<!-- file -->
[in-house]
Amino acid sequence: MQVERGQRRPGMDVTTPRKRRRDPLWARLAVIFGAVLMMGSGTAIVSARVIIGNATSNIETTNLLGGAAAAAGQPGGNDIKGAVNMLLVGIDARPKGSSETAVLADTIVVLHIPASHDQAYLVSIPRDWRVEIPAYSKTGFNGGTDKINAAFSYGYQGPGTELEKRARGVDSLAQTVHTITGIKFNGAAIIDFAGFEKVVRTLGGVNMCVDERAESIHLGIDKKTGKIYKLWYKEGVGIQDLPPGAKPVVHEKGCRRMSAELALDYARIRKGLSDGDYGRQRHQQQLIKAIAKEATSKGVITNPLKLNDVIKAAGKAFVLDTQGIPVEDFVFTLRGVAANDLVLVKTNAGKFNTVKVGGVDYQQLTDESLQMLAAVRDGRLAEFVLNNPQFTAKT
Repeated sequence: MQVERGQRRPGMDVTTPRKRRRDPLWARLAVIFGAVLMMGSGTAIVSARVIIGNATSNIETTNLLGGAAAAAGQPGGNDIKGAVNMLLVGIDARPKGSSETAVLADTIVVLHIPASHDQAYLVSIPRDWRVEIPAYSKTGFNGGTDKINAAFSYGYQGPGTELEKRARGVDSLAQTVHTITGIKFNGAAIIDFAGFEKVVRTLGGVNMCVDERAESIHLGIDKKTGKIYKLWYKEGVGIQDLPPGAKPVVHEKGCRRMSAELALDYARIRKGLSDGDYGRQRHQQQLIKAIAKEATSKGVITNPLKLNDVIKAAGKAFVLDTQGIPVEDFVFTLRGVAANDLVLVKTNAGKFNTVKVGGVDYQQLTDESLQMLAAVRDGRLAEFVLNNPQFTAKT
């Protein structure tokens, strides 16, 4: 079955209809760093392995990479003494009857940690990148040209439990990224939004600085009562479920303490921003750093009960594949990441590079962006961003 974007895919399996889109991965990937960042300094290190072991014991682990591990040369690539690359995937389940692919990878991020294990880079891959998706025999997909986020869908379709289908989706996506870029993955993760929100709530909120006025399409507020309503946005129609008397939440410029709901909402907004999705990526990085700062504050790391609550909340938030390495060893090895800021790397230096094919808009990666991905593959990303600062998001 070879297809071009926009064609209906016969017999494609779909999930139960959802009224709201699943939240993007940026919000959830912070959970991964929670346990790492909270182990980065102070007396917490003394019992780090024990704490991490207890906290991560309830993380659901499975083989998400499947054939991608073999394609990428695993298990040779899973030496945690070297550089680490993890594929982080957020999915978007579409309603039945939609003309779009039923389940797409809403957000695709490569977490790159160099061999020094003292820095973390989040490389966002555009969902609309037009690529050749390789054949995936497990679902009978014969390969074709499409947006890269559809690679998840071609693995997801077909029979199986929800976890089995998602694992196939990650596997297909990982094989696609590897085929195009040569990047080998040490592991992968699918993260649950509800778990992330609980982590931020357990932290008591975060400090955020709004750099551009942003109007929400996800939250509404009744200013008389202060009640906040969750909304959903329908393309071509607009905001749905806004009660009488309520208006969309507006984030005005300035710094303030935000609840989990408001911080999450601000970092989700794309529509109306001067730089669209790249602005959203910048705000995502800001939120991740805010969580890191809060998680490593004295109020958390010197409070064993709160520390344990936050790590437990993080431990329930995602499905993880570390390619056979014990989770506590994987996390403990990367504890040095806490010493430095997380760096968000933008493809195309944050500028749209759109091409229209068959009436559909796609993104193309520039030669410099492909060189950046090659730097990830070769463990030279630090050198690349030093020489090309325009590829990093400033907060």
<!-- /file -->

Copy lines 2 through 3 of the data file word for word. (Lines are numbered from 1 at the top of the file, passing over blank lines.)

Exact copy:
Amino acid sequence: MQVERGQRRPGMDVTTPRKRRRDPLWARLAVIFGAVLMMGSGTAIVSARVIIGNATSNIETTNLLGGAAAAAGQPGGNDIKGAVNMLLVGIDARPKGSSETAVLADTIVVLHIPASHDQAYLVSIPRDWRVEIPAYSKTGFNGGTDKINAAFSYGYQGPGTELEKRARGVDSLAQTVHTITGIKFNGAAIIDFAGFEKVVRTLGGVNMCVDERAESIHLGIDKKTGKIYKLWYKEGVGIQDLPPGAKPVVHEKGCRRMSAELALDYARIRKGLSDGDYGRQRHQQQLIKAIAKEATSKGVITNPLKLNDVIKAAGKAFVLDTQGIPVEDFVFTLRGVAANDLVLVKTNAGKFNTVKVGGVDYQQLTDESLQMLAAVRDGRLAEFVLNNPQFTAKT
Repeated sequence: MQVERGQRRPGMDVTTPRKRRRDPLWARLAVIFGAVLMMGSGTAIVSARVIIGNATSNIETTNLLGGAAAAAGQPGGNDIKGAVNMLLVGIDARPKGSSETAVLADTIVVLHIPASHDQAYLVSIPRDWRVEIPAYSKTGFNGGTDKINAAFSYGYQGPGTELEKRARGVDSLAQTVHTITGIKFNGAAIIDFAGFEKVVRTLGGVNMCVDERAESIHLGIDKKTGKIYKLWYKEGVGIQDLPPGAKPVVHEKGCRRMSAELALDYARIRKGLSDGDYGRQRHQQQLIKAIAKEATSKGVITNPLKLNDVIKAAGKAFVLDTQGIPVEDFVFTLRGVAANDLVLVKTNAGKFNTVKVGGVDYQQLTDESLQMLAAVRDGRLAEFVLNNPQFTAKT